I’m pretty much over the zombie genre, but this book caught my attention because it’s a really unique take on a zombie story. The book is written from the point-of-view of the animals that are left to rule the earth as mankind dies out from a zombie virus.
The star of the book is S.T., a wisecracking, profane, domesticated crow with a keen eye for the human condition, and opinions on nature television, and lots of other things. S.T. is as well developed a character as any human character I’ve read about recently. When S.T. realizes something is amiss with his human he sticks around and tries to help, and even makes sure the dog (Dennis) gets fed. Eventually though he realizes he has to go, so he and Dennis head out into the world for a grand adventure in the now overgrown streets and parks of Seattle. Along the way they’ll realize many domesticated animals are trapped in their homes, (damn door knobs) so they set out to free as many as they can.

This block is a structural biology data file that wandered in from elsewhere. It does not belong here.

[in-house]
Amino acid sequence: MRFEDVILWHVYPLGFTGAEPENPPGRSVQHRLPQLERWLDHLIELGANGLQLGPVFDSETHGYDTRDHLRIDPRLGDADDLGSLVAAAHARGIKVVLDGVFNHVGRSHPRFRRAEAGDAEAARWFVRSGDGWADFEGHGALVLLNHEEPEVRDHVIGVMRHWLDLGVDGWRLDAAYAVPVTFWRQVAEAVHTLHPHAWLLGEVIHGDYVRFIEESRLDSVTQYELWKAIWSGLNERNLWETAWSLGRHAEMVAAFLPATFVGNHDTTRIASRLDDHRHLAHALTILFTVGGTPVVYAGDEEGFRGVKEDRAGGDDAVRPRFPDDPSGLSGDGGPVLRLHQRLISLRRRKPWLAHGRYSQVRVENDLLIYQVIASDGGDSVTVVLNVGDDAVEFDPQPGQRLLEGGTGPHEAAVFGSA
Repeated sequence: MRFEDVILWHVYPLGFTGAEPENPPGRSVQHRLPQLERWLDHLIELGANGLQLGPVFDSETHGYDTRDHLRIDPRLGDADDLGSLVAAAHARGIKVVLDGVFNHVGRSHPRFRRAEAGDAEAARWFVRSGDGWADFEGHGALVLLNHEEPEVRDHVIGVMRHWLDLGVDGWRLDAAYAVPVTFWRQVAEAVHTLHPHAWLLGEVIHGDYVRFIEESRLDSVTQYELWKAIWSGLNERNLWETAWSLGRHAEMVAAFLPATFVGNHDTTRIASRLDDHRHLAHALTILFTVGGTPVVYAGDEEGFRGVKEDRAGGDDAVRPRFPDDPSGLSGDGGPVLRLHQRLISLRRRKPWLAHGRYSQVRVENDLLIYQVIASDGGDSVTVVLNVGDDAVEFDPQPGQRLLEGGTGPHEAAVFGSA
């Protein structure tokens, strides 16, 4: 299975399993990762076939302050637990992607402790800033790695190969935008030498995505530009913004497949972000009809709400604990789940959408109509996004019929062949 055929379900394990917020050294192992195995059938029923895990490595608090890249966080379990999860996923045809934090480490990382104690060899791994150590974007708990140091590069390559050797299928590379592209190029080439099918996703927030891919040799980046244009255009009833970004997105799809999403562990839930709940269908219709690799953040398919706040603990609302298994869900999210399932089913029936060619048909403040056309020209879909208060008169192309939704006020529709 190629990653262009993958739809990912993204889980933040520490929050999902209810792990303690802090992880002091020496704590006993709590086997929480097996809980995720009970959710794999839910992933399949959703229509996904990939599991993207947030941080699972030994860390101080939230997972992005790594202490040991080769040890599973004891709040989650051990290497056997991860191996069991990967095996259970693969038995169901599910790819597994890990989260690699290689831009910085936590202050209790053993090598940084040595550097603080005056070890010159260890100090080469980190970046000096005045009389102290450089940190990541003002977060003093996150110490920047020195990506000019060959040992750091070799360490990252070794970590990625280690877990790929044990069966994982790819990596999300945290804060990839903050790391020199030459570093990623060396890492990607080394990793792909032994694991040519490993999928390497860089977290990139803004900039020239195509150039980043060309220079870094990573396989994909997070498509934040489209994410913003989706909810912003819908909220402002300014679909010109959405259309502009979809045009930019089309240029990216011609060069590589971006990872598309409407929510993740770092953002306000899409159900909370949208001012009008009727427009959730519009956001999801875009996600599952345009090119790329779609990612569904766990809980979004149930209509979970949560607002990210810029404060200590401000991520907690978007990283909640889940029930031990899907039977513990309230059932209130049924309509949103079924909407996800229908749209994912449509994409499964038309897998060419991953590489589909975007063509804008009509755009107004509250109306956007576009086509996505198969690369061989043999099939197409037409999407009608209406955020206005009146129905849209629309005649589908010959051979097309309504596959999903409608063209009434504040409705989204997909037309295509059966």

It’s LOL funny frequently, as S.T. has lots to say, about everything. It’ll also cause tears of the non-funny kind in at least one place. However the author tries to make a bigger statement about climate change, our attachment to our phones, and evolution, and I don’t think she really sticks the landing on that. It’s still a really fun book to read and that stuff doesn’t really come into play until the last third of the book. I almost wonder if an editor had some hand in trying to make it all mean something.
It would have been okay to just write a LOL funny zombie story from the P.O.V. of a foul-mouthed crow that overcomes adversity, puts himself on the line for others, and discovers the importance of having the backup of friends and family in the big bad world.